A:

Typically, an operating profit margin of a company should be compared to its industry or a benchmark index like the S&P 500. For example, the average operating profit margin for the S&P was roughly 11% for 2017. A company that has an operating profit margin higher than 11% would have outperformed the overall market. However, it's important to take into consideration that average profit margins vary significantly between industries.

Operating profit margin is one of the key profitability ratios that investors and analysts consider when evaluating a company. Operating margin is considered to be a good indicator of how efficiently a company manages expenses because it reveals the amount of revenue returned to a company once it has covered virtually all of both its fixed and variable expenses except for taxes and interest.

What Does Operating Profit Margin Tell Investors And Business Owners

The operating profit margin informs both business owners and investors about a company's ability to turn a dollar of revenue into a dollar of profit after accounting for all the expenses required to run the business. This profitability metric is calculated by dividing the company's operating income by its total revenue. There are two components that go into calculating operating profit margin: revenue and operating profit.

Revenue is the top line on a company's income statement. Revenue or sometimes referred to as net sales reflects the total amount of income generated by the sale of goods or services. Revenue refers only to the positive cash flow directly attributable to primary operations. 

Operating profit sits further down the income statement and is derived from its predecessor, gross profit. Gross profit is revenue minus all the expenses associated with the production of items for sale, called cost of goods sold (COGS). Since gross profit is a rather simplistic view of a company's profitability, operating profit takes it one step further by subtracting all overhead, administrative and operational expenses from gross profit. Any expense necessary to keep a business running is included, such as rent, utilities, payroll, employee benefits, and insurance premiums. 

How Operating Profit Margin Is Calculated

By dividing operating profit by total revenue, the operating profit margin becomes a more refined metric. Operating profit is reported in dollars, whereas its corresponding profit margin is reported as a percentage of each revenue dollar. The formula is as follows:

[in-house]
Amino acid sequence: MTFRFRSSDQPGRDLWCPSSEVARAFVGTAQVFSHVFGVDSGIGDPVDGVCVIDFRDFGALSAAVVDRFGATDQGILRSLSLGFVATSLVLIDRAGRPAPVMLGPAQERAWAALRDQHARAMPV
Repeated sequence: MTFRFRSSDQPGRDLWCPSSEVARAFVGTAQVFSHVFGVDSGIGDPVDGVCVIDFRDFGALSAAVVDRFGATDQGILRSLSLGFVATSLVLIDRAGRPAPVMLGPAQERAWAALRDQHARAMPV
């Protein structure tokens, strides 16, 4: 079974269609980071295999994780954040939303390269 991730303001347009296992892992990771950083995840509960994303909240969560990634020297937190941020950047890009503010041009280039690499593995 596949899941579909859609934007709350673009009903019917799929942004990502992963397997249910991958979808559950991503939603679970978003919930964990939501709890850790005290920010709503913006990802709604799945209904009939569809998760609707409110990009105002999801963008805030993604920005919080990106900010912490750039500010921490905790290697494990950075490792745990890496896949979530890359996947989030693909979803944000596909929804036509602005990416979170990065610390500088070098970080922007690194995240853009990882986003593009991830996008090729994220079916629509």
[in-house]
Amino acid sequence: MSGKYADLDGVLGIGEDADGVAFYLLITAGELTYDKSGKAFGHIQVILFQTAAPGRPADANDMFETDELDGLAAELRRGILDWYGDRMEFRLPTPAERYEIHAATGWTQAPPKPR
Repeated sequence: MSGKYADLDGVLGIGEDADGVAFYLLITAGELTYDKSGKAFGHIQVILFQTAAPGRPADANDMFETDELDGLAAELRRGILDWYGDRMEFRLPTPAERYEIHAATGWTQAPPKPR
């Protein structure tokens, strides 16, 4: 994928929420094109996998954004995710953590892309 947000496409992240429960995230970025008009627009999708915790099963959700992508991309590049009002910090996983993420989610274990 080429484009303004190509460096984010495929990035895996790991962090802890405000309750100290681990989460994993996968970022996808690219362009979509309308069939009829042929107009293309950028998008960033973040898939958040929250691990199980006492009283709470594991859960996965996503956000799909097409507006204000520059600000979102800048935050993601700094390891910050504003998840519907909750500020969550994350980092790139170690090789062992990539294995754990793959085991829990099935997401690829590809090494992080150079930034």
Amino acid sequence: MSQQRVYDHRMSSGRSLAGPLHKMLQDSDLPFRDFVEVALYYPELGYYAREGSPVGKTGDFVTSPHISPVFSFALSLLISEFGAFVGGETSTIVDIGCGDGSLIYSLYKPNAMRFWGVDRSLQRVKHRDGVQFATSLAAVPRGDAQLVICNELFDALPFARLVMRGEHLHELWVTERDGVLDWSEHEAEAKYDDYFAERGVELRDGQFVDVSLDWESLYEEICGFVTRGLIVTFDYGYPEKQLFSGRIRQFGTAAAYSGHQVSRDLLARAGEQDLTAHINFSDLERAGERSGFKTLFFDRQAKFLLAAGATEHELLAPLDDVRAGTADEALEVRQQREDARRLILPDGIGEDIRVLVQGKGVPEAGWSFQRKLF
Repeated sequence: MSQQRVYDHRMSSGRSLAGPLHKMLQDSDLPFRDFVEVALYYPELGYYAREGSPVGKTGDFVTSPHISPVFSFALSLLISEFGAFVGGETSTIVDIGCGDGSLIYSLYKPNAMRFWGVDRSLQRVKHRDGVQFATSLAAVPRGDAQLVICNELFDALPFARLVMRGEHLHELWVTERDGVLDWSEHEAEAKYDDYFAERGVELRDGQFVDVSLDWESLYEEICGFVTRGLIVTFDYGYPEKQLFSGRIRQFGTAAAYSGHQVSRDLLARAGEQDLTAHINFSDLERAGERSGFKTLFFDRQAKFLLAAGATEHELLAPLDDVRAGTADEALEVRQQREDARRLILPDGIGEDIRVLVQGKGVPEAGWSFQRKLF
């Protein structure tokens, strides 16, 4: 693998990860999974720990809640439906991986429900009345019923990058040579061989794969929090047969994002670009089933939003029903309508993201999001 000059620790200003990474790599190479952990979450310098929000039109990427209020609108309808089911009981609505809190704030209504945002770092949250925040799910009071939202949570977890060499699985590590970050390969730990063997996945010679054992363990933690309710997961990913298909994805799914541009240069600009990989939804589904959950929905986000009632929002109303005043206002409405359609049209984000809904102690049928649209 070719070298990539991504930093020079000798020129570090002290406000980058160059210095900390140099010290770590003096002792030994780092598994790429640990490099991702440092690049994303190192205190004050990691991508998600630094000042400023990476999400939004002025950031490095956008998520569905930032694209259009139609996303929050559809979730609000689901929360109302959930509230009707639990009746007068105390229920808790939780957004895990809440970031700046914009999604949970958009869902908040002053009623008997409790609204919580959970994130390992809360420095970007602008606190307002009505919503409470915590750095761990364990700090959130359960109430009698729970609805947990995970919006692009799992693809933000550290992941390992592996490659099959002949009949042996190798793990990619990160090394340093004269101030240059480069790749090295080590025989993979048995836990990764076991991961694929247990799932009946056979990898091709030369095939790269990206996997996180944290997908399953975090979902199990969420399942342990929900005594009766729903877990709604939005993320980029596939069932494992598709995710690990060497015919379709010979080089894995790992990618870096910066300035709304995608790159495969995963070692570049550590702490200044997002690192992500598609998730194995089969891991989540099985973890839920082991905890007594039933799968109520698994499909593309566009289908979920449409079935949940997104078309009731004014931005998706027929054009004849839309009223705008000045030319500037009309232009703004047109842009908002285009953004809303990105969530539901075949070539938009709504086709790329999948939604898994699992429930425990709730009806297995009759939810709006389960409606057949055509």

One of the best ways to evaluate a company's operational efficiency is to view the company's operating margin as it changes over time. Rising operating margins show a company that is managing its costs and increasing its profits. Margins above the industry average or the overall market indicate financial efficiency and stability. However, margins below the industry average might indicate financial vulnerability to an economic downturn or financial distress if a trend develops. 

Operating profit margins vary greatly across different industries and sectors. For example, average operating margins in the retail clothing industry run lower than the average operating profit margins in the telecommunications sector. Large, national-chain retailers can function with lower margins due to the massive volume of their sales. Conversely, small, independent businesses need higher margins in order to cover costs and still make a profit.

Example of Operating Profit Margin

Apple Inc. (AAPL)

Apple reported an operating income number of roughly $61 billion (highlighted in blue) for the fiscal year ended September 30, 2017, as shown from their consolidated 10K statement below. Apple's total sales or revenue was $229 billion for the same period.

As a result, Apple's operating profit margin for 2017 was 26.6% ($61/$229). However, the number by itself doesn't tell us much until we compare it to prior years. 

  • 2017 Operating margin = 26.6% ($61/$229).
  • 2016 Operating margin = 27.9% ($60/$215).
  • 2015 Operating margin = 30.0% ($71/$234).

By analyzing multiple years, we can see that a trend has developed over the past three years where Apple's operating margins have fallen by 3.4% since 2015. Analysis of a company's operating margin should focus on how it compares to its industry average and its closest competitors, along with whether the trend of the company's margin is generally increasing or decreasing year by year.

The Bottom Line

A consistently healthy bottom line depends on rising operating profits over time. Companies use operating profit margin to spot trends in growth, but also to pinpoint unnecessary expenses to determine where cost-cutting measures can boost their bottom line. To gauge a company's performance relative to its peers, investors can compare its finances to other companies within the same industry. However, this metric is also useful in the development of an effective business strategy as well as serving as a comparative metric for investors.

For more financial analysis, please read How The Income Statement And Balance Sheet Differ?

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